This study explored the extent to which loneliness of Indonesian and Chinese adolescents was predicted by their intimacy and conflict with friends and parents. The total sample included 1,833 thirteen- and fifteen-year-old adolescents recruited from urban schools. Boys reported more loneliness than girls, and Chinese boys reported more loneliness than Indonesian boys. Indonesian adolescents reported less intimacy with friends, more intimacy with parents, and more conflict with peers and parents than did Chinese adolescents. Consistent with expectations, loneliness was predicted primarily by low intimacy with friends for Chinese adolescents and by low social preference for Indonesian adolescents. Whereas low intimacy and conflict with parents predicted loneliness for adolescents in both countries, these effects were stronger for Chinese than Indonesian adolescents. These findings suggest that experiences of loneliness across cultures vary as a function of the relative salience of qualities of peer and parent relationships.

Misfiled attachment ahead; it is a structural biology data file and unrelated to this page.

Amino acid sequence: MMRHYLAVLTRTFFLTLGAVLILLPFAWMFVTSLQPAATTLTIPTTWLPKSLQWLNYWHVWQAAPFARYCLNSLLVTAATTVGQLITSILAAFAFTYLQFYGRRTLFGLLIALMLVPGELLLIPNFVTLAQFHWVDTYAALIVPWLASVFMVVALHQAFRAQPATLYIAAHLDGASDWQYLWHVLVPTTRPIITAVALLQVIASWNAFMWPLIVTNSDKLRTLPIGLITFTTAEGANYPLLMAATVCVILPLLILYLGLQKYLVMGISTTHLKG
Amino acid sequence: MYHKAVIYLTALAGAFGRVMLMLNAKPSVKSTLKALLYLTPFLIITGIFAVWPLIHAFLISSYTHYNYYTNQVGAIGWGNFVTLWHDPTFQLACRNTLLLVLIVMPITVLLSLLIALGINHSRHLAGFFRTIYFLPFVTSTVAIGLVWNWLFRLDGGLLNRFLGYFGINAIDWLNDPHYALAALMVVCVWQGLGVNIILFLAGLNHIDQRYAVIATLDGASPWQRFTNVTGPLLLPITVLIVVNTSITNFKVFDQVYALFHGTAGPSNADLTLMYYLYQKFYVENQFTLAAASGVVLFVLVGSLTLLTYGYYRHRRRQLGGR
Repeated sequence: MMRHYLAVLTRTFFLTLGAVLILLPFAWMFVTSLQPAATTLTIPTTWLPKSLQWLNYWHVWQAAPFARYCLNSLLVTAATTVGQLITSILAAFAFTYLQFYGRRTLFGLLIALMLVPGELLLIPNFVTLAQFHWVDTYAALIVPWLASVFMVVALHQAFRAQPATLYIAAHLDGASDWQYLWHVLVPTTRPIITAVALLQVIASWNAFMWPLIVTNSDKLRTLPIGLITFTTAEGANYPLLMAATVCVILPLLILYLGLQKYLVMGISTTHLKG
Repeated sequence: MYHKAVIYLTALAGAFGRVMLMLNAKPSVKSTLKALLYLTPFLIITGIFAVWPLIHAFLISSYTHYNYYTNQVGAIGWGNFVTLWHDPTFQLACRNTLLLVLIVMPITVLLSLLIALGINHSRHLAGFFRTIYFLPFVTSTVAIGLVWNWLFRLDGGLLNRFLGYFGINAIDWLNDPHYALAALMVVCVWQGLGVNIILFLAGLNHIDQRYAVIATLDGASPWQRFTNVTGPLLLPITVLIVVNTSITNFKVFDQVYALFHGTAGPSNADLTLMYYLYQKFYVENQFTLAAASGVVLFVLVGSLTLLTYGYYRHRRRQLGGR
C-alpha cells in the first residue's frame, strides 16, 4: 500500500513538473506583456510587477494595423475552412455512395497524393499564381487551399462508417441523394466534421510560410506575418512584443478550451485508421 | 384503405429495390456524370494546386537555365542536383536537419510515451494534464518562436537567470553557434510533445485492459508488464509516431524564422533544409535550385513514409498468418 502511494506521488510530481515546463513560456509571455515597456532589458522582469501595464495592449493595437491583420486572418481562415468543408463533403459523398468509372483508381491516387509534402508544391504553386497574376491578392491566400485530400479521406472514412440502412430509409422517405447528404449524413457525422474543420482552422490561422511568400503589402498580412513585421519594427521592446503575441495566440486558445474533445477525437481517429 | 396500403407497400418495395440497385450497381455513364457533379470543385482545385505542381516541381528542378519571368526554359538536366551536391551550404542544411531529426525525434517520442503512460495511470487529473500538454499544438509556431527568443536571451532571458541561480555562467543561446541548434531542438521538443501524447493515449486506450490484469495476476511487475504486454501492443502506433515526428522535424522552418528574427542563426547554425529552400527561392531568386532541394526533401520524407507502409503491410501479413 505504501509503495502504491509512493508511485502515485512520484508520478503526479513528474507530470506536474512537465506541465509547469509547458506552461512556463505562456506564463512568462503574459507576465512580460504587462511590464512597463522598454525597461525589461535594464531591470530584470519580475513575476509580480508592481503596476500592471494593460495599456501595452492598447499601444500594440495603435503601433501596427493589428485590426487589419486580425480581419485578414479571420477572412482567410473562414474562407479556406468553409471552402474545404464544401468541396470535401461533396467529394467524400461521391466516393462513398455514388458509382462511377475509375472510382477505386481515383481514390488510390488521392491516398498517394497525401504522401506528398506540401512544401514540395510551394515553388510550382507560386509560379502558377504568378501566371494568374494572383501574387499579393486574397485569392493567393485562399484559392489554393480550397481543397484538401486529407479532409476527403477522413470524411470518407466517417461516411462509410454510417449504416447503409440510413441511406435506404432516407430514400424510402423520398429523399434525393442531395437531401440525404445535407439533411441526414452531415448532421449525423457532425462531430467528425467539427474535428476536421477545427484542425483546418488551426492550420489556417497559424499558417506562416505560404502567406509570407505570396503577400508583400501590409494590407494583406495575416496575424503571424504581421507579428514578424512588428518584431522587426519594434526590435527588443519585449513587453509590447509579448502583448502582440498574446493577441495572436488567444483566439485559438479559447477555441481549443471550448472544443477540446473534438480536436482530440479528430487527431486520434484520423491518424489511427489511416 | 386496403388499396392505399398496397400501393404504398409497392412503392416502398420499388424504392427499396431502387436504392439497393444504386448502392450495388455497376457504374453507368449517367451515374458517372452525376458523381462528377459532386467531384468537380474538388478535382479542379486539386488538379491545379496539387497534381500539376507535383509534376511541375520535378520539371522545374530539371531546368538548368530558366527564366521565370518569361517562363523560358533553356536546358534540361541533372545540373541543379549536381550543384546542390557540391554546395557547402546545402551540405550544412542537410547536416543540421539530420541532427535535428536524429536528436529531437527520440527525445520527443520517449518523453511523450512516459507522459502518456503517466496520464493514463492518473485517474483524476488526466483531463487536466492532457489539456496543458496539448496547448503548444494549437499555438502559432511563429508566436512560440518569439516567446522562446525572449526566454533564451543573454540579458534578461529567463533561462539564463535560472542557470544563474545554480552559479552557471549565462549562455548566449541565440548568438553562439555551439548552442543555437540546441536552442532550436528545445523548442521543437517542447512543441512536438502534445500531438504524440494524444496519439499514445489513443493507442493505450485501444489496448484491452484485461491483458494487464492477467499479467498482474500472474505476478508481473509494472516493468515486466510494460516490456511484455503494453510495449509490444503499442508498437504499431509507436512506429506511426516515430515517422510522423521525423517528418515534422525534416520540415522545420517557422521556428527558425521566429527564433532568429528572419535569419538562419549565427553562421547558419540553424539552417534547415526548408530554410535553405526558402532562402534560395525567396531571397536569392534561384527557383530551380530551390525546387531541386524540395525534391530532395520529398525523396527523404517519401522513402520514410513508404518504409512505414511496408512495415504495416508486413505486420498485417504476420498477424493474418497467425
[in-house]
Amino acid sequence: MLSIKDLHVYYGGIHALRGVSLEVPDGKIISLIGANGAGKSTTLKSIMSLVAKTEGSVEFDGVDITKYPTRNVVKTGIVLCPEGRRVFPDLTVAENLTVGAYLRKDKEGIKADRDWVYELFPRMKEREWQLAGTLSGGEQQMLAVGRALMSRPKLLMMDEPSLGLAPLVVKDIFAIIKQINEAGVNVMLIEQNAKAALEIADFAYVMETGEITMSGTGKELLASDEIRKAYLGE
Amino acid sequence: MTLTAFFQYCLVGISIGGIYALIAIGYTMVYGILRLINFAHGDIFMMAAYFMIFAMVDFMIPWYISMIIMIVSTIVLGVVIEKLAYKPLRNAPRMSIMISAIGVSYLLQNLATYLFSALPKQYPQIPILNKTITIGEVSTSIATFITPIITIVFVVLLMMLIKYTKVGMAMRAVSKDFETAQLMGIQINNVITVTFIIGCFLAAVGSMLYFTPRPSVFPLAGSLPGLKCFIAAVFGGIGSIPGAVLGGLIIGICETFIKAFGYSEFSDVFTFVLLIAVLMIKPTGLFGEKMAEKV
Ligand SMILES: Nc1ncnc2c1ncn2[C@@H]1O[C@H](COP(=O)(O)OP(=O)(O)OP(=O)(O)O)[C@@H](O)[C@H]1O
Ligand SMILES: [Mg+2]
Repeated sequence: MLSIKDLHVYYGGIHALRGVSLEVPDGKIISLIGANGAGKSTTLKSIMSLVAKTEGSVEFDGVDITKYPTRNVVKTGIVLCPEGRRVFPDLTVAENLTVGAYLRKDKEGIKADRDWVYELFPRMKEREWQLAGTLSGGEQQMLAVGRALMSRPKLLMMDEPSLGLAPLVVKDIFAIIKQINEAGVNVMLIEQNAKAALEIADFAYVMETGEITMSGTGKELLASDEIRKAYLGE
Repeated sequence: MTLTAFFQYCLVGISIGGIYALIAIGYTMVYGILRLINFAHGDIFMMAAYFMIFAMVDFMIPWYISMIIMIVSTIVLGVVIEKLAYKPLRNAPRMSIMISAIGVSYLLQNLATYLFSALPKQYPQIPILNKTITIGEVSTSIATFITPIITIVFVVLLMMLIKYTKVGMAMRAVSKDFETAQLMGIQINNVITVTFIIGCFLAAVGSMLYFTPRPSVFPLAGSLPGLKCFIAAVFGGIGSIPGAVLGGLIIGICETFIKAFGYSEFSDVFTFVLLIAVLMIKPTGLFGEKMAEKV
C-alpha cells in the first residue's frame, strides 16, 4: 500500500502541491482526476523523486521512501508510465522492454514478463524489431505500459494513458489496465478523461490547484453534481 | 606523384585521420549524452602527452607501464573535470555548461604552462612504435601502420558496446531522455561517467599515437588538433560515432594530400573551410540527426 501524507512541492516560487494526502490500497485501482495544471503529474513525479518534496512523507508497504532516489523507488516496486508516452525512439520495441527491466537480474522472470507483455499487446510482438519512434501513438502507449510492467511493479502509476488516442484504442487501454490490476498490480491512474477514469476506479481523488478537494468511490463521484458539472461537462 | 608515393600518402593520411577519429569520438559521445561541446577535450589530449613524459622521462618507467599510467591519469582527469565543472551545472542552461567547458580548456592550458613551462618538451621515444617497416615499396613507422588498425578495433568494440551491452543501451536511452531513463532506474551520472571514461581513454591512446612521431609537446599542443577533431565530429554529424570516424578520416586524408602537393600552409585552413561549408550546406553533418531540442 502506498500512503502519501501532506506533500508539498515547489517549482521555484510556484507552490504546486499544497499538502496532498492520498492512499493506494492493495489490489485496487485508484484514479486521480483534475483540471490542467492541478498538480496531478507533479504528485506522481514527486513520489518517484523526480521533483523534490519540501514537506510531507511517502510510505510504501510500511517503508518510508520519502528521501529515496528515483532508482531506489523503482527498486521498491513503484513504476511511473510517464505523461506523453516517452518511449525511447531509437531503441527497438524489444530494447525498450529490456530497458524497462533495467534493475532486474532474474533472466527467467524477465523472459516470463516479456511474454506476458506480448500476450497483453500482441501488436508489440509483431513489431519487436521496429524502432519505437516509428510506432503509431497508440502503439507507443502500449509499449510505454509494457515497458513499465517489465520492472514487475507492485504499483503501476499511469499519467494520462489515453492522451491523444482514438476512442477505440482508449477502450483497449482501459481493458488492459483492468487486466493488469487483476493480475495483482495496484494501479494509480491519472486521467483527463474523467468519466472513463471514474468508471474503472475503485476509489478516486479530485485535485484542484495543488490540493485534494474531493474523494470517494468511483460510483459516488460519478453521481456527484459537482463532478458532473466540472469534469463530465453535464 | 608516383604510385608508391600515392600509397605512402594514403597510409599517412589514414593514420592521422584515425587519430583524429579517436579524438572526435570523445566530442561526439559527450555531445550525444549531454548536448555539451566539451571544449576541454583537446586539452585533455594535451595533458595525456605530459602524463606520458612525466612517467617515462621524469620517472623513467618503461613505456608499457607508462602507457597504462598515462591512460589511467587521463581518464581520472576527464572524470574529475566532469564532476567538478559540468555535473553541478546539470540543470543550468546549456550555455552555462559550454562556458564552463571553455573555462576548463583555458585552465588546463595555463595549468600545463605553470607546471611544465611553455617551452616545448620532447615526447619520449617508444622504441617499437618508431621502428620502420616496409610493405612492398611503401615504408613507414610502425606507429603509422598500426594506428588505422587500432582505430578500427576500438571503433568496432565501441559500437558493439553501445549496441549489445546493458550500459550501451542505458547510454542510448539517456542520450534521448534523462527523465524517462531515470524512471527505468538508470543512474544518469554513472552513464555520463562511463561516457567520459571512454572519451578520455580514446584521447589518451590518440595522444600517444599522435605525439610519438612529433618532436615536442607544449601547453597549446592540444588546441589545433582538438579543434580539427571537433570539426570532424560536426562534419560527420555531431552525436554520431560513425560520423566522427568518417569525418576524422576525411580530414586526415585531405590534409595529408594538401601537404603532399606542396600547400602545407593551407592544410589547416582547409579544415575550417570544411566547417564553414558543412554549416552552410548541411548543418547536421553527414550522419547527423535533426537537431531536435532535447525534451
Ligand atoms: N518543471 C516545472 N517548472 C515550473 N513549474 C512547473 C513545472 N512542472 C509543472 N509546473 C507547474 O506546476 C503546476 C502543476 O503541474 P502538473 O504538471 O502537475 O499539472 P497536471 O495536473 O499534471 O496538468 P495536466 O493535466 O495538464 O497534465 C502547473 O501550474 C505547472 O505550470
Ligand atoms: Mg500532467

Liu, Junsheng; Li, Dan; Purwono, Urip; Chen, Xinyin; and French, Doran C.
"Loneliness of Indonesian and Chinese Adolescents as Predicted by Relationships With Friends and Parents,"
Merrill-Palmer Quarterly: Vol. 61:
3, Article 3.
Available at: https://digitalcommons.wayne.edu/mpq/vol61/iss3/3